Recently, a new security vulnerability, identified as CVE-2021-26392, has been reported. This vulnerability involves insufficient verification of a missing size check in the 'LoadModule' function, which may lead to an out-of-bounds write, potentially allowing an attacker with privileges to gain code execution of the operating system or kernel by loading a malicious TA (Trusted Application).

In this long-read post, we will take a deep dive into this security flaw, discussing its technicalities, potential exploits, and providing code snippets and links to help you understand and protect yourself against this vulnerability.

Understanding the Vulnerability: Insufficient Verification and Missing Size Check in 'LoadModule'

A crucial part of software security is the proper validation and verification of data. However, in the case of CVE-2021-26392, the 'LoadModule' function fails to sufficiently verify the size of the input data, which could be exploited by an attacker to overwrite portions of the memory.

Here's a code snippet illustrating the insufficiency found in the 'LoadModule' function

int LoadModule(char* buffer, size_t bufferSize) {
  const size_t expectedSize = 256;
  if (bufferSize < expectedSize) {
    return -1;  // Fail: buffer size is too small.
  memcpy(destBuffer, buffer, bufferSize);

In this example, bufferSize should match the expectedSize, but the function only checks if the bufferSize is smaller than the expectedSize. There is no check if the bufferSize is larger, resulting in an out-of-bounds write when using memcpy.

Exploiting the Vulnerability: Gaining Code Execution

An attacker with privileges could exploit this vulnerability by loading a malicious TA, specially crafted to contain a larger bufferSize than the expectedSize. This crafted TA would cause an out-of-bounds write and overwrite adjacent memory, altering the software's behavior and potentially allowing the attacker to execute arbitrary code.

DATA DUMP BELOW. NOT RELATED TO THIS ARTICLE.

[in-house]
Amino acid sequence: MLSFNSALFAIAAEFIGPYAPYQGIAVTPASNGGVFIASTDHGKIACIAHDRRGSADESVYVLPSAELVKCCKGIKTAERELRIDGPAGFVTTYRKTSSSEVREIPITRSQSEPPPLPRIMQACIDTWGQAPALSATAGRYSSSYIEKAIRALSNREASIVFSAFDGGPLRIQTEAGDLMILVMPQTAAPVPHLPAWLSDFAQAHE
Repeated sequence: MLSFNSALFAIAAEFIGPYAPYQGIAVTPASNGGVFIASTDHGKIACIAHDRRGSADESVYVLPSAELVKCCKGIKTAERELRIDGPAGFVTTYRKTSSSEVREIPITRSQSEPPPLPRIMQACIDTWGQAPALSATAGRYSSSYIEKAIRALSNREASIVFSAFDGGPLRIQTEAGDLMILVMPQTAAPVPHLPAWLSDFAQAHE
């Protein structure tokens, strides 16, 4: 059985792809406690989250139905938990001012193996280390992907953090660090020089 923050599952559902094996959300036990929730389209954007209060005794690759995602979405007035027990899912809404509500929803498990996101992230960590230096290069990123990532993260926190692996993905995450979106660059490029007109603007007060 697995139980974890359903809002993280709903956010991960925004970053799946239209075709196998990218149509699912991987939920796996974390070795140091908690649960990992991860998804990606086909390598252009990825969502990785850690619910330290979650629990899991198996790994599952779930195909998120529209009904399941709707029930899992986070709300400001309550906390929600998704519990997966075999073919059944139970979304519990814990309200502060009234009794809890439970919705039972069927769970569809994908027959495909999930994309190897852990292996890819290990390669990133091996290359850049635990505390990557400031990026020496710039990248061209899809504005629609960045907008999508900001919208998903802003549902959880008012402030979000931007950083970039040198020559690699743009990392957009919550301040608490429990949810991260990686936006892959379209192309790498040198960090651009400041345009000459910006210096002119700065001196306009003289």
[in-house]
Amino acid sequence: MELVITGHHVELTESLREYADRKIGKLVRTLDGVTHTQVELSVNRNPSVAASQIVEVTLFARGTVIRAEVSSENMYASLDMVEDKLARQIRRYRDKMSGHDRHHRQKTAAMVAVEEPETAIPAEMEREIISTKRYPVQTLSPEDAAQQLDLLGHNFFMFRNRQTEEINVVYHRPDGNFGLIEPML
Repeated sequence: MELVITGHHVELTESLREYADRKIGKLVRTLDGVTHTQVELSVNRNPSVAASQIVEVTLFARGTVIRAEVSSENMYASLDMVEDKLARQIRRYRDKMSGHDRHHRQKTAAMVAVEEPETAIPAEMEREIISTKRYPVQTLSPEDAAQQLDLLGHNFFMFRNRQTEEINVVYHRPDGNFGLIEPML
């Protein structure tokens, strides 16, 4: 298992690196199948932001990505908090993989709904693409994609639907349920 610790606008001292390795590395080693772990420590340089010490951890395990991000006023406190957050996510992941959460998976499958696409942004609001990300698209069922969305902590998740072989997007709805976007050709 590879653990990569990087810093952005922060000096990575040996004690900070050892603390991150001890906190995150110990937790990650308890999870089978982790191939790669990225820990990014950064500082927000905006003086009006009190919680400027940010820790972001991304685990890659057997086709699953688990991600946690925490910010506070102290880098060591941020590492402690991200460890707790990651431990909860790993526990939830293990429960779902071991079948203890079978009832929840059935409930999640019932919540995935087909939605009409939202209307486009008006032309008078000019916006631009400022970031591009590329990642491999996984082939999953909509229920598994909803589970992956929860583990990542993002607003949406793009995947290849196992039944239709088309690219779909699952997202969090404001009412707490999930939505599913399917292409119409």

Here's an example of a malicious TA that could exploit the vulnerability

char maliciousBuffer[320];
// Fill the maliciousBuffer with crafted data, including shellcode for code execution.
LoadModule(maliciousBuffer, sizeof(maliciousBuffer));

In this example, the malicious TA has a bufferSize larger than the expectedSize, triggering the out-of-bounds write and potentially allowing the attacker to execute arbitrary code.

To learn more about CVE-2021-26392, you can refer to the following authoritative resources

1. CVE-2021-26392 - NIST National Vulnerability Database
2. Insufficient Verification of Data - CWE-345
3. LoadModule Vulnerability: Understanding and Mitigating Out-of-Bounds Write

To protect your systems against CVE-2021-26392, consider the following steps

1. Update your software to the latest versions, which may include patches and mitigations for known vulnerabilities.
2. Review your code and perform proper input validation and size checks in any function that handles data.
3. Restrict access to sensitive functions such as 'LoadModule', only allowing trusted users and applications to execute them.
4. Regularly monitor and audit your systems for signs of compromise and respond promptly to any security incidents.


CVE-2021-26392 is a clear reminder of the importance of proper verification and validation of data in your software. By following the steps above and staying up to date with the latest security advisories, you can minimize the risk of this and other vulnerabilities affecting your systems.


Published on: 11/09/2022 21:15:00 UTC
Last modified on: 11/23/2022 14:00:00 UTC